Hopefully you've already read the great previews here this week leading up to the game - if not, check them out:
We've all heard the grumbling about how the UW has fared away from home under Sark, and the overall numbers aren't great: 4-16. Regardless of the quality of opponents, that has to improve if Sark is going to be the guy to lead the Huskies back to conference titles and Rose Bowls. This, then, would seem to be a pretty good opportunity for the team to quiet the skeptics and show that this year's team can win a game away from home: They have the momentum of a big win over previously undefeated Oregon State, they (finally) seem to be finding an offensive identity by trusting that the run game can work and take pressure off of embattled QB Keith Price, Cal is reeling from some ugly losses and nearly certain to finish the season home for the holidays with their coach's job in serious jeopardy, and their best player (WR Keenan Allen) has been ruled out of the game. So why is Cal favored? Those pesky road demons it would seem...
If you forget about the home/road thing for a minute, the numbers would seem to suggest good things for the Huskies. In the advanced metrics, Cal doesn't fare well, ranking 92nd in offense and 63rd in defense in the Football Outsiders FEI measure (UW ranks 49th & 45th respectively). Those rankings might seem odd considering our struggles on offense, but that measure factors in schedule strength. Looking at more traditional numbers, things still look optimistic, as Cal's defense surrenders 164 ypg (4.2 ypc) on the ground and is 50th in the country in pass efficiency defense, allowing 62% completions, 10.4 ypc and 19 TD's vs. 12 INT's. Overall they rank 78th in total defense allowing 417 ypg (5.3 ypp). Their pass rush has been pretty good though, ranking 28th in the country with 2.6 per game, so the OL has another tough test this week in pass-pro.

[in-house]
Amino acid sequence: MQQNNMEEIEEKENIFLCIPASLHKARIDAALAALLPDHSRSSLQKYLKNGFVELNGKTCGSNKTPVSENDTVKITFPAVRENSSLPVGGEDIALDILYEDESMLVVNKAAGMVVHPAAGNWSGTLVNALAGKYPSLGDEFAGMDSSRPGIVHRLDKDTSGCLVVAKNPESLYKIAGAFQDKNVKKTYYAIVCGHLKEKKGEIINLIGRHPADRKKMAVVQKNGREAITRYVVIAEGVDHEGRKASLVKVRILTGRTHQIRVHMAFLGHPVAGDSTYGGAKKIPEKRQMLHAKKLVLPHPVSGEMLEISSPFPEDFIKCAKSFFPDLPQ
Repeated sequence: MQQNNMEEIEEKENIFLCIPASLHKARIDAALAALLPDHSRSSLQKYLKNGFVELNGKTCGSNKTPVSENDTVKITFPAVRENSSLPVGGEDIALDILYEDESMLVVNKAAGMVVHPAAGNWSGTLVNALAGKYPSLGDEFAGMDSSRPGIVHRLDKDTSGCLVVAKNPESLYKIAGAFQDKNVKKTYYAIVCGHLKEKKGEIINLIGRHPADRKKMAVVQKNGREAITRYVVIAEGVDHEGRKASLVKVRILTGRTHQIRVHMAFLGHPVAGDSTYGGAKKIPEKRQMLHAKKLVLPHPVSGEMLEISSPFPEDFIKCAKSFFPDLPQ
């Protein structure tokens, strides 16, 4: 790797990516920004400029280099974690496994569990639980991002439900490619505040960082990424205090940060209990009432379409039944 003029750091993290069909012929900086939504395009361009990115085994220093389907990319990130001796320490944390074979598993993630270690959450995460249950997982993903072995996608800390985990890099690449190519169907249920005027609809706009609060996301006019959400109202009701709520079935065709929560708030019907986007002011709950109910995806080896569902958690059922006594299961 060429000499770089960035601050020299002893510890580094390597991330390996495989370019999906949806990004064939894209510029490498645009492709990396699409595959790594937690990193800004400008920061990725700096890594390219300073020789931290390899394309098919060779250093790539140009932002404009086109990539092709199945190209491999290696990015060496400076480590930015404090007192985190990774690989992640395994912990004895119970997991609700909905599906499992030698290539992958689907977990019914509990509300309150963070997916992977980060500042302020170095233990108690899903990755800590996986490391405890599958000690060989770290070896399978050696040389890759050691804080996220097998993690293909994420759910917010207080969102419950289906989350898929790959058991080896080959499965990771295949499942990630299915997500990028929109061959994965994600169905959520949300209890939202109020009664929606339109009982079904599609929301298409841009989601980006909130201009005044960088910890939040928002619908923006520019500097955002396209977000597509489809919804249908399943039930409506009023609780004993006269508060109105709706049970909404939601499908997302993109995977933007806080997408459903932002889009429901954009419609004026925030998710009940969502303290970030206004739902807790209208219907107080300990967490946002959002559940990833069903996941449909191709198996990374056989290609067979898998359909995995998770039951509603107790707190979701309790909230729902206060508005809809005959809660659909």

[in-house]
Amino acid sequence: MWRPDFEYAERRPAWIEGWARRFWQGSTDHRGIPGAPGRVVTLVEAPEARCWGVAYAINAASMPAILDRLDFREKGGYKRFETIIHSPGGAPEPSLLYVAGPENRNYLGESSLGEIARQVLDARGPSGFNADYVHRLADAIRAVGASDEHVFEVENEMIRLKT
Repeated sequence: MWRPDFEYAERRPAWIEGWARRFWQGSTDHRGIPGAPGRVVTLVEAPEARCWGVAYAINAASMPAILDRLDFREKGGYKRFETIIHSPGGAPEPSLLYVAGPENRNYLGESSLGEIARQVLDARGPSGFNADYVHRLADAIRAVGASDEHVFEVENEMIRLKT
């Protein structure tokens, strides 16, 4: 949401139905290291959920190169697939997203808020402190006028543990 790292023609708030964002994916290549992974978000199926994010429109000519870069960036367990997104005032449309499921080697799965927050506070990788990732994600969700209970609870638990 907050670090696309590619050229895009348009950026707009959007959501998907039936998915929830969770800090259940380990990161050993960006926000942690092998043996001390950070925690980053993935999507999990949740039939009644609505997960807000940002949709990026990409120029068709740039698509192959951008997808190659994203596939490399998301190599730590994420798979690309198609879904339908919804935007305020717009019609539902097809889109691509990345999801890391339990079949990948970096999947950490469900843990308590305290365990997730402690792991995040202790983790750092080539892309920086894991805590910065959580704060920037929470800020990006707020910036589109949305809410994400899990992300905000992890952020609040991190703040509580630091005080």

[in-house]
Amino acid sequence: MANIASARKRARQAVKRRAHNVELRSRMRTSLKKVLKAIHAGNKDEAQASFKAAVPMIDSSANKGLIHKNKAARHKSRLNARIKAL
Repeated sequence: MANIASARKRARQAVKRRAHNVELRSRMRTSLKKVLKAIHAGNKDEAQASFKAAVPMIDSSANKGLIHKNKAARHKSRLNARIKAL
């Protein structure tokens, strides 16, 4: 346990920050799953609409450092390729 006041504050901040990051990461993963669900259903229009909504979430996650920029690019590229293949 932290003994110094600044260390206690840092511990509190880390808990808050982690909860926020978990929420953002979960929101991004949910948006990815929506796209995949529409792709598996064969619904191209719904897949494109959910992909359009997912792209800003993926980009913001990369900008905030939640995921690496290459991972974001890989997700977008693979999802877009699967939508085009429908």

Offensively, the Bears are OK - their running game is more by committee this year than last year when Isi Sofele got most of the carries; C.J. Anderson has more yards so far this season, and Brendan Bigelow (a one-time UW commit) - when give the chance to play - has been electric. Overall they're not bad on the ground, averaging 169 ypg on 4.6 ypc. The passing game has been less than stellar, ranking 70th in pass efficiency, and with their (by far) best WR out, one would imagine that QB Zach Maynard is going to be more nervous than usual without his favored passing option. And he's typically already rather nervous given that the Bear OL has surrendered the 3rd most sacks in the country per game.
So there are match-ups that seem to work in favor of the Huskies - our corners ought to be able to handle the Bear WR's without much safety support, allowing DC Justin Wilcox to roll out some similar looks to what he threw at Stanford, stacking the box with a big lineup to shut down their running game and daring the QB to beat him. And our defense might actually register a few sacks this week. Against Cal's defense, Sark ought to feel fairly confident continuing to feature the running game early to soften them up for play-action later. Plus, our kickoff return game - which has seemed close all season to breaking one the distance - faces off against the 4th worst kickoff coverage unit in the country (they gave up 2 TD's to Utah last week).